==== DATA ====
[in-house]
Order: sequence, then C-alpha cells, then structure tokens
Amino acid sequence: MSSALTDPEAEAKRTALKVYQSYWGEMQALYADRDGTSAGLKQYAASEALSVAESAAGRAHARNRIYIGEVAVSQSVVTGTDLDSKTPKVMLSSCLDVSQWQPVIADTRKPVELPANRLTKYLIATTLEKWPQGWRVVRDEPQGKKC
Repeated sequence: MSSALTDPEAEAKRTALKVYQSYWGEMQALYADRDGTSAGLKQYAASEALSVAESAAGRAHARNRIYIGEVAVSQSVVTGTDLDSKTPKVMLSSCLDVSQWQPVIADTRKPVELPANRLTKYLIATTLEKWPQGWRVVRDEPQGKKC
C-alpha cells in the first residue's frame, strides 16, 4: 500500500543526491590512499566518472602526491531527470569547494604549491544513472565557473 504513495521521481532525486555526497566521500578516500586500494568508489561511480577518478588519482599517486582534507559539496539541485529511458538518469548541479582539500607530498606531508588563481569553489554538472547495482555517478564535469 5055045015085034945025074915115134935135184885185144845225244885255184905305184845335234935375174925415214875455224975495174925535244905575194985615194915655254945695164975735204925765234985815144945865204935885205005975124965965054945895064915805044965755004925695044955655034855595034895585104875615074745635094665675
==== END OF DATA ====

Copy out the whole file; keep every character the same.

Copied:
[in-house]
Order: sequence, then C-alpha cells, then structure tokens
Amino acid sequence: MSSALTDPEAEAKRTALKVYQSYWGEMQALYADRDGTSAGLKQYAASEALSVAESAAGRAHARNRIYIGEVAVSQSVVTGTDLDSKTPKVMLSSCLDVSQWQPVIADTRKPVELPANRLTKYLIATTLEKWPQGWRVVRDEPQGKKC
Repeated sequence: MSSALTDPEAEAKRTALKVYQSYWGEMQALYADRDGTSAGLKQYAASEALSVAESAAGRAHARNRIYIGEVAVSQSVVTGTDLDSKTPKVMLSSCLDVSQWQPVIADTRKPVELPANRLTKYLIATTLEKWPQGWRVVRDEPQGKKC
C-alpha cells in the first residue's frame, strides 16, 4: 500500500543526491590512499566518472602526491531527470569547494604549491544513472565557473 504513495521521481532525486555526497566521500578516500586500494568508489561511480577518478588519482599517486582534507559539496539541485529511458538518469548541479582539500607530498606531508588563481569553489554538472547495482555517478564535469 5055045015085034945025074915115134935135184885185144845225244885255184905305184845335234935375174925415214875455224975495174925535244905575194985615194915655254945695164975735204925765234985815144945865204935885205005975124965965054945895064915805044965755004925695044955655034855595034895585104875615074745635094665675